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Åke Borg

Åke Borg

Principal investigator

Åke Borg

Gene-expression profiles in hereditary breast cancer


  • I Hedenfalk
  • D Duggan
  • Y Chen
  • M Radmacher
  • M Bittner
  • R Simon
  • P Meltzer
  • B Gusterson
  • M Esteller
  • O P Kallioniemi
  • B Wilfond
  • Åke Borg
  • J Trent
  • M Raffeld
  • Z Yakhini
  • A Ben-Dor
  • E Dougherty
  • J Kononen
  • L Bubendorf
  • W Fehrle
  • S Pittaluga
  • S Gruvberger
  • N Loman
  • O Johannsson
  • Håkan Olsson
  • G Sauter

Summary, in English

BACKGROUND: Many cases of hereditary breast cancer are due to mutations in either the BRCA1 or the BRCA2 gene. The histopathological changes in these cancers are often characteristic of the mutant gene. We hypothesized that the genes expressed by these two types of tumors are also distinctive, perhaps allowing us to identify cases of hereditary breast cancer on the basis of gene-expression profiles.

METHODS: RNA from samples of primary tumor from seven carriers of the BRCA1 mutation, seven carriers of the BRCA2 mutation, and seven patients with sporadic cases of breast cancer was compared with a microarray of 6512 complementary DNA clones of 5361 genes. Statistical analyses were used to identify a set of genes that could distinguish the BRCA1 genotype from the BRCA2 genotype.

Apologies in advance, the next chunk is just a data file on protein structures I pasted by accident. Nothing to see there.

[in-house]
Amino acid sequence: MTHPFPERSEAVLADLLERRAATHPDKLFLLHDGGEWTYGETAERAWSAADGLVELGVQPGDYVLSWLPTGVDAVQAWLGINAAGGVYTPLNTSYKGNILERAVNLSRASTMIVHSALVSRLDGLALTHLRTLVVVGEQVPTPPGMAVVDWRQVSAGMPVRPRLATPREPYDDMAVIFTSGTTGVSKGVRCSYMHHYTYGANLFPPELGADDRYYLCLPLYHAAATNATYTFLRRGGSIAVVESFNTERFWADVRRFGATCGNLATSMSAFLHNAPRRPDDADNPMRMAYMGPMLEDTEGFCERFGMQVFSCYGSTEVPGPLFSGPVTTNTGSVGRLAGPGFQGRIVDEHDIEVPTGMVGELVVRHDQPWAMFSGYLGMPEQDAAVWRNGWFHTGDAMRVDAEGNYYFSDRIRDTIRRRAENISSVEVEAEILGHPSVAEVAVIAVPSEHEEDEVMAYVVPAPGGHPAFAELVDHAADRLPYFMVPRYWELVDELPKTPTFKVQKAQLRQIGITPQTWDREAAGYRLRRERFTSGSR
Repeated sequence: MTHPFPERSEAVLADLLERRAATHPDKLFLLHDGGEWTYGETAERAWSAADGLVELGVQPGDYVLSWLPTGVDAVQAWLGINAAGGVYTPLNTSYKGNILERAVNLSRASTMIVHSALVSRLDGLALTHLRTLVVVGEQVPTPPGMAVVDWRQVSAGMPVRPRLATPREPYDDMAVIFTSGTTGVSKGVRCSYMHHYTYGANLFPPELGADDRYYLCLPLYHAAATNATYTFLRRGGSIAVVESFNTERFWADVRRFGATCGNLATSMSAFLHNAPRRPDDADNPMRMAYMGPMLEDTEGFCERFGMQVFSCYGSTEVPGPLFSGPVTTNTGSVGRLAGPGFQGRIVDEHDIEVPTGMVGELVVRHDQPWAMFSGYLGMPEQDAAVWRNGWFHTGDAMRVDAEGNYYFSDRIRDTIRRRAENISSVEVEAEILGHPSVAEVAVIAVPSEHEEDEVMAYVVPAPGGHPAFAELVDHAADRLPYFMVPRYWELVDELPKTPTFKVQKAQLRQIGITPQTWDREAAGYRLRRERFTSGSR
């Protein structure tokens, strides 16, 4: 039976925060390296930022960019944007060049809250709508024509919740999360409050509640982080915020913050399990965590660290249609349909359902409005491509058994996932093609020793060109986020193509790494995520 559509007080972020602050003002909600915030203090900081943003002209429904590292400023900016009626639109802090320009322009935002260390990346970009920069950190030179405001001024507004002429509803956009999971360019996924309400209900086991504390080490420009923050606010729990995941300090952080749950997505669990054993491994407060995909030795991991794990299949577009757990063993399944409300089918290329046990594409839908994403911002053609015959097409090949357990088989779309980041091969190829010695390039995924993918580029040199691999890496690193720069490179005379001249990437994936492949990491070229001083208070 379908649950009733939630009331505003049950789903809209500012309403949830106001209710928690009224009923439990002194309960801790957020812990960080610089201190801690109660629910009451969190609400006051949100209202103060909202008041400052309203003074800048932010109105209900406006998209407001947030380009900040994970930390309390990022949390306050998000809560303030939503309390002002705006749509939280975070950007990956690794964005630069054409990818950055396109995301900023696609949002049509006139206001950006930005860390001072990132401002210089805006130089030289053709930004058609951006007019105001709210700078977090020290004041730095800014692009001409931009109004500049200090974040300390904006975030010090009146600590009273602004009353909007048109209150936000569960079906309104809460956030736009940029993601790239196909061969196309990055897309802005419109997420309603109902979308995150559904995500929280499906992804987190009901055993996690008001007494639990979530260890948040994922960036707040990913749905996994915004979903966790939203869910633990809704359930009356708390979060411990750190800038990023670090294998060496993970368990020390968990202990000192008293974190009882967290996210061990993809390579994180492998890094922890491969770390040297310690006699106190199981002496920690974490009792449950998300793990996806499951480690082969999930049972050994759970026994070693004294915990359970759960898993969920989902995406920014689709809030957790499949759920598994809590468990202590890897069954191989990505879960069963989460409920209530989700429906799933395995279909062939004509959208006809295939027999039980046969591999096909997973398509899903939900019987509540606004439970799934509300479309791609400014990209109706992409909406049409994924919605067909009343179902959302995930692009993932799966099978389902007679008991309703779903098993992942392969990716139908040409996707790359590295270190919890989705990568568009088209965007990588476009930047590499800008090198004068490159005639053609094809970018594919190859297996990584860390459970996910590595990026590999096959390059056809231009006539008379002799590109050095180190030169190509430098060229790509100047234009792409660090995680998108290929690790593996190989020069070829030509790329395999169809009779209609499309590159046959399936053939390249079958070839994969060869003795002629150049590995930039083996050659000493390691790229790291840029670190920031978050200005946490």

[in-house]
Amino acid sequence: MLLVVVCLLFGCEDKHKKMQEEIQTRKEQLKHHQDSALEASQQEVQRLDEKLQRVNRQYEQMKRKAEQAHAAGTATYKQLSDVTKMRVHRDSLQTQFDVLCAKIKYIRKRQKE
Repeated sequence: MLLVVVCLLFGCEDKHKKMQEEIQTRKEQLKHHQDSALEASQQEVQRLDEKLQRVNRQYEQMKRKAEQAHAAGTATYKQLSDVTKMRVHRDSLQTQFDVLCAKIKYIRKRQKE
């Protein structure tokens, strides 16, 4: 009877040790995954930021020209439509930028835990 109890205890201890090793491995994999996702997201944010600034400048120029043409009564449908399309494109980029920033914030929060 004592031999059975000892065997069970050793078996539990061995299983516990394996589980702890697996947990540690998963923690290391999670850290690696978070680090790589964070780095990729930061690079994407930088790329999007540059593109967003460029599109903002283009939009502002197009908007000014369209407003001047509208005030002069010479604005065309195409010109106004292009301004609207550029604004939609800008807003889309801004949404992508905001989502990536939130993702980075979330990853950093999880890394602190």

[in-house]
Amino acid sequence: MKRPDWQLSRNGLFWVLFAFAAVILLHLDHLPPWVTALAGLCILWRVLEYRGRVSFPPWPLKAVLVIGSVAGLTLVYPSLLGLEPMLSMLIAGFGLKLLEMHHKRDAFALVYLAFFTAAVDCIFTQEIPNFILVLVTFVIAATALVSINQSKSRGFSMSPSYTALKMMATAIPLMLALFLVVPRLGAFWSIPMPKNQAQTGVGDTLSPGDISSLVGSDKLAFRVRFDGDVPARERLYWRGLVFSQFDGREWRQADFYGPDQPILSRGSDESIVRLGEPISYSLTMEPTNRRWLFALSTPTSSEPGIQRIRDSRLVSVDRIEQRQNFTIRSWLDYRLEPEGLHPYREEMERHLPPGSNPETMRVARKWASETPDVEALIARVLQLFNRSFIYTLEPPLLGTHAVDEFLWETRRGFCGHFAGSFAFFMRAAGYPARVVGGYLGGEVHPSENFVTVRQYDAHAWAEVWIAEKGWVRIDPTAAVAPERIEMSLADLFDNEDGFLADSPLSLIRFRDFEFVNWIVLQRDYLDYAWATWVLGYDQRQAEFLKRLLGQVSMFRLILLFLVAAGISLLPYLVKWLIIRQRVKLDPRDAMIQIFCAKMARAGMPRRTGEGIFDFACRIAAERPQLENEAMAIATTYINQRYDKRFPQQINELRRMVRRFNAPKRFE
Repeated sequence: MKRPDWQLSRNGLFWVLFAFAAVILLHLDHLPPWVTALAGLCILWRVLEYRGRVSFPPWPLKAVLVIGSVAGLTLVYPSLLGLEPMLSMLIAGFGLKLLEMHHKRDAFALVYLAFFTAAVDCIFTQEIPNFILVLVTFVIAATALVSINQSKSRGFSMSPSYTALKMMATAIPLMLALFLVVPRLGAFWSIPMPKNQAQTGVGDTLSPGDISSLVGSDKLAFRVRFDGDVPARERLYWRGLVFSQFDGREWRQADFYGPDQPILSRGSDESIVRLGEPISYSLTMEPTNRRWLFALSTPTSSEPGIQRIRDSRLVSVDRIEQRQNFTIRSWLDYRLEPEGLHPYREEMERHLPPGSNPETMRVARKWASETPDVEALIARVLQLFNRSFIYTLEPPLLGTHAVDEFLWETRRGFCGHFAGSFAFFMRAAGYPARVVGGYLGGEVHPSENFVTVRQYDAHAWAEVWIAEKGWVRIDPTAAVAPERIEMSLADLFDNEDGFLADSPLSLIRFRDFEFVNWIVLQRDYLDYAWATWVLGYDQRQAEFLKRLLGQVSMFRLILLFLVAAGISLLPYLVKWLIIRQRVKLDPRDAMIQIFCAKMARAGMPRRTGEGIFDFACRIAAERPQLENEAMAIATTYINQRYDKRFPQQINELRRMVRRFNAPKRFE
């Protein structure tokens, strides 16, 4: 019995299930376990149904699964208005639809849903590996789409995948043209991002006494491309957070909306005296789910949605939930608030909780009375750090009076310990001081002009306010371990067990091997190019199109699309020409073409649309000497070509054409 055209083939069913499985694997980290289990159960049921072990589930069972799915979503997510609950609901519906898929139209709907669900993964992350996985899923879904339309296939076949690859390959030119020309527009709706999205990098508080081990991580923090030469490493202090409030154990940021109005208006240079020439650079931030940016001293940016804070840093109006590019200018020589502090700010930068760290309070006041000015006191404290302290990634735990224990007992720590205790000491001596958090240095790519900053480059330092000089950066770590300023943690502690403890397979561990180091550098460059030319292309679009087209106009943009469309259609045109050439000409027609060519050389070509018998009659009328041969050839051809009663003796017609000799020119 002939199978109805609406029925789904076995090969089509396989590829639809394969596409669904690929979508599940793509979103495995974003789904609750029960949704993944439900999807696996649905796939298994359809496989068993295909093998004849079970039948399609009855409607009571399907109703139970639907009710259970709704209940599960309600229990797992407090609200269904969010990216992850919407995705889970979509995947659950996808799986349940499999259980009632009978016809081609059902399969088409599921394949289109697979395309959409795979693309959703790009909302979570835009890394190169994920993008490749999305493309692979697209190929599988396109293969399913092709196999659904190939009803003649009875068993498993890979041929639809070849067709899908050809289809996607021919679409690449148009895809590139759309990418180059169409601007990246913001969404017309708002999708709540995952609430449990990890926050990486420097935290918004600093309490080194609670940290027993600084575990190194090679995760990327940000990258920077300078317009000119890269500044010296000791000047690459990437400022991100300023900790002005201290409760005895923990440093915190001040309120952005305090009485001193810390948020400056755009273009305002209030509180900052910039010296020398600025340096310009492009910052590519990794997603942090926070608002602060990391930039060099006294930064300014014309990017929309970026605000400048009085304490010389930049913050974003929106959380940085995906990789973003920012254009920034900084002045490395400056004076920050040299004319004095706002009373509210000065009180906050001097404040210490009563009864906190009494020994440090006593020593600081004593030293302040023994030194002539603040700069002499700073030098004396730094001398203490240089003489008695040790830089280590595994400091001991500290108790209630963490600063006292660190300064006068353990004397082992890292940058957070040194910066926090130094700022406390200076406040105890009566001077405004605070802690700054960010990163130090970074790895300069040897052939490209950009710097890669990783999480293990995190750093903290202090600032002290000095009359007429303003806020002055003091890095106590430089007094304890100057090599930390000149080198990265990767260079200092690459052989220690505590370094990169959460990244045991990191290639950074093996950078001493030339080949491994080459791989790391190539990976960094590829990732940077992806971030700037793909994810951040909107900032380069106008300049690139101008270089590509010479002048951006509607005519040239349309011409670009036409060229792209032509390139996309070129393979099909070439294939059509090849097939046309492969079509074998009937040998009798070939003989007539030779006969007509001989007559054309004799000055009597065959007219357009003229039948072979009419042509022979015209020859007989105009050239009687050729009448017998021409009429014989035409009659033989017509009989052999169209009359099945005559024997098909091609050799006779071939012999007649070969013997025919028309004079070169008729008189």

RESULTS: Permutation analysis of multivariate classification functions established that the gene-expression profiles of tumors with BRCA1 mutations, tumors with BRCA2 mutations, and sporadic tumors differed significantly from each other. An analysis of variance between the levels of gene expression and the genotype of the samples identified 176 genes that were differentially expressed in tumors with BRCA1 mutations and tumors with BRCA2 mutations. Given the known properties of some of the genes in this panel, our findings indicate that there are functional differences between breast tumors with BRCA1 mutations and those with BRCA2 mutations.

CONCLUSIONS: Significantly different groups of genes are expressed by breast cancers with BRCA1 mutations and breast cancers with BRCA2 mutations. Our results suggest that a heritable mutation influences the gene-expression profile of the cancer.


  • Breast and Ovarian Cancer Genomics
  • Breastcancer-genetics
  • Familial Breast Cancer
  • Tumor microenvironment

Publishing year







New England Journal of Medicine





Document type

Journal article


Massachusetts Medical Society


  • Cancer and Oncology


  • Algorithms
  • BRCA2 Protein
  • Breast Neoplasms
  • DNA Methylation
  • DNA, Complementary
  • DNA, Neoplasm
  • Gene Expression
  • Gene Expression Profiling
  • Gene Expression Regulation, Neoplastic
  • Genes, BRCA1
  • Genotype
  • Germ-Line Mutation
  • Heterozygote
  • Humans
  • Neoplasm Proteins
  • Oligonucleotide Array Sequence Analysis
  • RNA, Messenger
  • RNA, Neoplasm
  • Transcription Factors



Research group

  • Breast and Ovarian Cancer Genomics
  • Familial Breast Cancer


  • ISSN: 0028-4793